interesting that some analyses of Neandertal
functional craniology revealed hypostotic traits
and ‘‘ontogenetic stress’’ of the posterior cranial
districts in these populations (Manzi et al., 1996,
2000a; Manzi, 2003), previously described as
‘‘morphological instability’’ of the Neandertal
parieto-occipital structures (Sergi, 1934, 1944,
1948). Taking into account the tight ontogenetic
and structural relationship between brain and
vault bones (Moss and Young, 1960; Enlow,
1990), these results must be carefully considered
within the hypotheses on the Neandertals evolu-
The modern endocasts show a pattern of
parieto-temporal widening similar to the non-
modern specimens. In contrast, the modern
morphotype is characterised by a species-speciﬁc
(actually autapomorphic) parietal development.
The parietal chord lengthens, and the midsagittal
proﬁle grows orthogonal to the outline. The
posterior vault elevation and the parietal longitu-
dinal development showed in this analysis are
associated with the upper parietal widening
characterising the modern ‘‘housed’’ posterior
proﬁle. The result of the parietal enlargement,
both midsagittally and coronally, is the develop-
ment of a more globular brain case. The parietal
growth involves the approaching of the opposite
areas, namely the temporo-cerebellar and the
frontal ones, with closing of the interposed gaps
(sylvian and temporal valleys). Here, this process
is termed convolution, and it leads to the species-
speciﬁc ‘‘globularity’’ of the ectocranial counter-
part characterising the modern human populations
(Manzi et al., 2000b; Lieberman et al., 2002;
Bruner et al., 2004).
It is worth noting that the previous three-
dimensional analysis of the endocranial extinct
variability was able to characterise the same
patterns, integrating the changes in the parietal
areas with those related to the endocranial widening
(Bruner et al., 2003). The present two-dimensional
approach was necessary to localise and describe the
upper bending of the vault, or conversely the actual
eﬀect of the surface convolution, because of the
lateral view projection associated with the use of
geometry-related type II landmarks.
Occipital area. The occipital lobes have been
hypothesised to show a steady reduction during
human evolution (Holloway, 1983, 1995), changing
from a more posterior location (behind the parietal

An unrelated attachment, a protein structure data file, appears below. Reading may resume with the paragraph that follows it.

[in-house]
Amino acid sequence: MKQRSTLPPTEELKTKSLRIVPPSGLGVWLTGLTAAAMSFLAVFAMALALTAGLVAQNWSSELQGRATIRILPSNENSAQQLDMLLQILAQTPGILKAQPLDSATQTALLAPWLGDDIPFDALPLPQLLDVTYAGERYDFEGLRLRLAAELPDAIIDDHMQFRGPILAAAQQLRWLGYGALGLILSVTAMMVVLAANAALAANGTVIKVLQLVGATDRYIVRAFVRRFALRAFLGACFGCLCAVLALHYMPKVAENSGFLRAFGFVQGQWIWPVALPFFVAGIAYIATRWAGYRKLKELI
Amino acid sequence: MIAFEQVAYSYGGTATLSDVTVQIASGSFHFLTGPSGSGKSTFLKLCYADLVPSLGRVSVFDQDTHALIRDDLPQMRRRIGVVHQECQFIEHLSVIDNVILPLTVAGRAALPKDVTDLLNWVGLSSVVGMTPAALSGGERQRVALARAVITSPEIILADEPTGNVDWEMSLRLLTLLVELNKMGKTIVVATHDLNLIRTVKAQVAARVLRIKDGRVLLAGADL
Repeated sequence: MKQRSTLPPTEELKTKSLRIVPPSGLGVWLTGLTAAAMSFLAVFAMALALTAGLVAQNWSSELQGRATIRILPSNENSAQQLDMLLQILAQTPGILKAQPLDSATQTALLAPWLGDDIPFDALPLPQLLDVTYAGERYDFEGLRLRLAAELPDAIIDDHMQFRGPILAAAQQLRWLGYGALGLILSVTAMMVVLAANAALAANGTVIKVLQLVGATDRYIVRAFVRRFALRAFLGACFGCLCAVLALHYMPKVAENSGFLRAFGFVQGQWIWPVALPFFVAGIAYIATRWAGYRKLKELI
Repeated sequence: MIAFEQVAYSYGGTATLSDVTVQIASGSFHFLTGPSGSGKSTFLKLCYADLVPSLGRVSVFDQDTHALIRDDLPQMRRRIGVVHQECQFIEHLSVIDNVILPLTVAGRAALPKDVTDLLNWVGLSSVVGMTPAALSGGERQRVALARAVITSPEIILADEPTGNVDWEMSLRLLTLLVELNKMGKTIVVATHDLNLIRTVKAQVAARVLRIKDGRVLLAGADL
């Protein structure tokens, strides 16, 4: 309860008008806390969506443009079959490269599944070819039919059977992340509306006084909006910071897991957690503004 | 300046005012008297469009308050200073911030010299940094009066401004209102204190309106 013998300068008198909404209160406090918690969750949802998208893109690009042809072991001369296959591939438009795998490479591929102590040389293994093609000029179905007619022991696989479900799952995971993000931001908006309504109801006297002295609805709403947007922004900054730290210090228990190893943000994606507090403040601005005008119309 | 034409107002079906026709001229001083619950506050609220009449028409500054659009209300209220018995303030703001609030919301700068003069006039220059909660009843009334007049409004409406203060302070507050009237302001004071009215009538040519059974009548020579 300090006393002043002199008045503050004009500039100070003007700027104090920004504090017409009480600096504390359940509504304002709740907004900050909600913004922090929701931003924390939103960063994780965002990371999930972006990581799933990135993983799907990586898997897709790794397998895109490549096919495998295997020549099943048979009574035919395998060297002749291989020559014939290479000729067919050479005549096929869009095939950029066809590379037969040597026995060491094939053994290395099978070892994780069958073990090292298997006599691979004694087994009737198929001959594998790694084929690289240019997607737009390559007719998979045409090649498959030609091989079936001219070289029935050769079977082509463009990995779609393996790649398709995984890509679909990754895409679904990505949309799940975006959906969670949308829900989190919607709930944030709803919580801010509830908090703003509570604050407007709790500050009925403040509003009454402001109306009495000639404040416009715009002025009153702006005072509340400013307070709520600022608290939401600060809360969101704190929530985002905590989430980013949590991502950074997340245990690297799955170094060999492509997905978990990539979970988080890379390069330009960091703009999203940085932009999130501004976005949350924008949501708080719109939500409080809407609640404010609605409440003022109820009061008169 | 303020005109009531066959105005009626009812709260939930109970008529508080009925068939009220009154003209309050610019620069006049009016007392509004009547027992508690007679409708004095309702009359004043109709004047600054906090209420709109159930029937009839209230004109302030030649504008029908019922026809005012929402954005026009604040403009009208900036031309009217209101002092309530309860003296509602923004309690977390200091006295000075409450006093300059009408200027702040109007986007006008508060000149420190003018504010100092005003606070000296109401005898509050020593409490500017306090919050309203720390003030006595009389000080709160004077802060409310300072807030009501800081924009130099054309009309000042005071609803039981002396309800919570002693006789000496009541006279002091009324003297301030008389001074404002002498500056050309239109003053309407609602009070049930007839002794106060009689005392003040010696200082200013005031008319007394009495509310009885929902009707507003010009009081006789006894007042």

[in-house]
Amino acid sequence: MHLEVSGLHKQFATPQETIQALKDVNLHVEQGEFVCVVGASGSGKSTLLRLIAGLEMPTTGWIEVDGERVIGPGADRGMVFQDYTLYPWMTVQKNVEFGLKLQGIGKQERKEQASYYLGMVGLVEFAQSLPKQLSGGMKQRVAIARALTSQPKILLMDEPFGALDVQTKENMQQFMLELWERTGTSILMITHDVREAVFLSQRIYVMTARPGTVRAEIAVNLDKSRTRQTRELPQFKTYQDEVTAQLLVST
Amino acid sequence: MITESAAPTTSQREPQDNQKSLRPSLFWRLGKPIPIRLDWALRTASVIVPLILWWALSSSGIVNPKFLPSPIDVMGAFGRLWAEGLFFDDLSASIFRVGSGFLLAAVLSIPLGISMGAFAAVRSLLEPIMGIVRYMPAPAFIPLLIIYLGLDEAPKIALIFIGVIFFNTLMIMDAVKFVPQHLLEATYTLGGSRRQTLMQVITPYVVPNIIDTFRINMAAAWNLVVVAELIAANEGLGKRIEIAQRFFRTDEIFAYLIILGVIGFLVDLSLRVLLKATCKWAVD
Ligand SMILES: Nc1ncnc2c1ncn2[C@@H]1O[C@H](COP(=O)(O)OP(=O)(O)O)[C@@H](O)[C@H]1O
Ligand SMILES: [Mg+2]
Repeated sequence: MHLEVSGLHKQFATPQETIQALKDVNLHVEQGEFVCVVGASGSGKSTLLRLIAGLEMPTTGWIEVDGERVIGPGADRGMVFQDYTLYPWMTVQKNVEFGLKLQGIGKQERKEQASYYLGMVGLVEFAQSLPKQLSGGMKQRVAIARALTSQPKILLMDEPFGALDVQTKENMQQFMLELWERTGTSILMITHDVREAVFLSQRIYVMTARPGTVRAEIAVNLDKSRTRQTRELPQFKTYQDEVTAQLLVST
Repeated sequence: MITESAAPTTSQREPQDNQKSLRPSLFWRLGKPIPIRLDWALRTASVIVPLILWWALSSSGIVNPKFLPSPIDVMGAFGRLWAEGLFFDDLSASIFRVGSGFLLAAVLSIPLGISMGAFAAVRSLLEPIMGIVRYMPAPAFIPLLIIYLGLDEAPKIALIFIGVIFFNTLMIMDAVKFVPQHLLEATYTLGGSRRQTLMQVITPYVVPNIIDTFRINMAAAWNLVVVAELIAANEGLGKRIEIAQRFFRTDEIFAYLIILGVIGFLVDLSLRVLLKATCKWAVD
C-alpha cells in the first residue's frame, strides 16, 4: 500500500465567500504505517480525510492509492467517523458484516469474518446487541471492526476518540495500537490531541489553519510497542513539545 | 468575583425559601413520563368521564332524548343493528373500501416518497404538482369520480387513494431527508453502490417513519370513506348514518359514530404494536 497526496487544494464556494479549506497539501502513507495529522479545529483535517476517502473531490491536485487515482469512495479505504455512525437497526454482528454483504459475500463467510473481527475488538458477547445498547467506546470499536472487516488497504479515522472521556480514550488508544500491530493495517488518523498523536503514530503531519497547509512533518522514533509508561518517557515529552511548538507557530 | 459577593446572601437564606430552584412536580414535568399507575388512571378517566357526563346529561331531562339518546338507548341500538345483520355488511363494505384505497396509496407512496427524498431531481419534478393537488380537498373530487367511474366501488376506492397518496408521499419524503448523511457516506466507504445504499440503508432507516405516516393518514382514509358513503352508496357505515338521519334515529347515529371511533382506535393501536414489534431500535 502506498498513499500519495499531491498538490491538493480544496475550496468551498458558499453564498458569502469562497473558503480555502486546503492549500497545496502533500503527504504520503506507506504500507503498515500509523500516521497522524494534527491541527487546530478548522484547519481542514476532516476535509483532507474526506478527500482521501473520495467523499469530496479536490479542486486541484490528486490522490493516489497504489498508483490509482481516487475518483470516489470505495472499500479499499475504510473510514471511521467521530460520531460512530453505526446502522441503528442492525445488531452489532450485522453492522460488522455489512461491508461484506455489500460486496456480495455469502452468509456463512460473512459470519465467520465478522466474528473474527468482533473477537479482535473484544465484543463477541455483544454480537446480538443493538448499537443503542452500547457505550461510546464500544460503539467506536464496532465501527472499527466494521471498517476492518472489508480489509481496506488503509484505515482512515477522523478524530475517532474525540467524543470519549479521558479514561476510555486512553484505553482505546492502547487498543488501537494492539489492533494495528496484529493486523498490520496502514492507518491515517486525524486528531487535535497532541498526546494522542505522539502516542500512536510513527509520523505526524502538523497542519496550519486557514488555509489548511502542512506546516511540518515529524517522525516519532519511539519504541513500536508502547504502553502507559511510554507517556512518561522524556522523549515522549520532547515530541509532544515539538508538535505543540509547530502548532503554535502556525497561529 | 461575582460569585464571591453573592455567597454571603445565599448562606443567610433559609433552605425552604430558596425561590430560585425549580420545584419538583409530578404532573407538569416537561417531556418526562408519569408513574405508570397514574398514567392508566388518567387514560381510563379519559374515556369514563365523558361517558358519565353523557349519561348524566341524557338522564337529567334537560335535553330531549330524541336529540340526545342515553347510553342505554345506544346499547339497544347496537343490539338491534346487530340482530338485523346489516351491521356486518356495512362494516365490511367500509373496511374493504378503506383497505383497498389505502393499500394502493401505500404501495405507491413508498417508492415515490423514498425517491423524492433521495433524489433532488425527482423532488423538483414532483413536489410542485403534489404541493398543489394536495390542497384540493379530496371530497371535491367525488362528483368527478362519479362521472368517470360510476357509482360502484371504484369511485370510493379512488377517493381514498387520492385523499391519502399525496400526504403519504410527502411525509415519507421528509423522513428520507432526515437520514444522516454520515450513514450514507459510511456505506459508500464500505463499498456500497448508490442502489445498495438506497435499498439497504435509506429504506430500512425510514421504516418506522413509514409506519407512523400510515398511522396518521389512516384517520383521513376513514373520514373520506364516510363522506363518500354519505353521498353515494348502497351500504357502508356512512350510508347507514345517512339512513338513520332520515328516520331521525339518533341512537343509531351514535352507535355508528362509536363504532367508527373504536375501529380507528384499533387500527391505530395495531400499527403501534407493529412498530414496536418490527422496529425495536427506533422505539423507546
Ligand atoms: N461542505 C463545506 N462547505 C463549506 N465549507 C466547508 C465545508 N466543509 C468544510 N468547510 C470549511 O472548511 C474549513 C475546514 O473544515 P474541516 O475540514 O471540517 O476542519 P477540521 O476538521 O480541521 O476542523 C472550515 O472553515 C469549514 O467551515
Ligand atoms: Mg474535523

areas) to a more advanced position (under the
parietal structures), with the cerebellar poles fol-
lowing the same pattern (Grimaud-Herve´ , 1997).
This process involves a rotation of the posterior
complex forward and under the cerebral mass. The
metric analysis suggests only a size-related vertical
development, while the geometric morphometric
approach conﬁrms the ﬂattening of the occipital
structures onto the developing parieto-temporal
areas. The relative reduction of the most encephal-
ised taxa can explain the greater dominance of the
anterior branches of the middle meningeal vessels
(Grimaud-Herve´ , 1997) compared with the posteri-
or development of the vascular systemin the Middle
Pleistocene Asian hominids.
Human evolution and brain size
Brain size is surely the most well-known subject
in studies of human brain evolution. Presently,
there is no agreement on the dynamics of changes
in cranial capacity during the Middle Pleistocene.
After the evolution of the early Homo morpho-
types, a stasis may have occurred in the enceph-
alisation process, with limited brain size increase
295 E. Bruner / Journal of Human Evolution 47 (2004) 279e303
until after 600 ka (Ruﬀ et al., 1997). The following
brain enlargement in diﬀerent human lineages led
gradually to brain sizes included in the non-
pathological lower values of the modern range
(Conroy et al., 2000). In contrast, although
a gradual increase of the cranial capacity is
reported for the (mostly Asian) Homo erectus
populations, there is some evidence of a discrete
transition to higher cranial capacity values in the
(mostly Afro-European) Homo heidelbergensis
lineage (Rightmire, 2003).
Independently from the degree of encephalisa-
tion as quantitative development of the cranial
capacity, the available data from the present
analyses strengthen and improve the character-
isation of two distinct allometric trajectories
described for the evolution of the human brain
(Bruner et al., 2003). It must stressed here that the
term trajectory is interpreted as a general size-
related shape change. Thus it is a structural
relation between cerebral shape and encephalisa-
tion. It is therefore not assumed to be ‘‘geometric’’
allometry (i.e. the analysis of the departure from
isometric scaling), and inferences concerning the
quantiﬁcation of these trajectories have not been
considered because of the small number of speci-
mens in each operational group. Furthermore,
trajectory is obviously not used here to imply
a progressive evolutionary process.
The vertical endocranial development (proba-
bly stressed at the level of frontal ascending
circumvolution), the frontal and temporal widen-
ing, and the occipital ﬂattening, represent common
size-related consequences shared within the genus
Homo. Conversely, the non-modern taxa are
characterised by a parietal shortening and ﬂatten-
ing, while the modern specimens show a derived
structural conﬁguration based on a parietal hy-
pertrophy involving a convolution of the endo-
Therefore, Neandertals are hypothesised to be
derived on the basis of the allometric expression
and the encephalisation degree (quantity), but
plesiomorphic on the basis of structural and
functional processes (quality). In any case, major
shared allometric trajectories do not exclude the
possibility of minor species-speciﬁc changes. It
must be noted that in Neandertals a certain degree
of parasagittal parietal development has been
described, shifting the tent-like posterior proﬁle
of Homo erectus and Homo heidelbergensis into the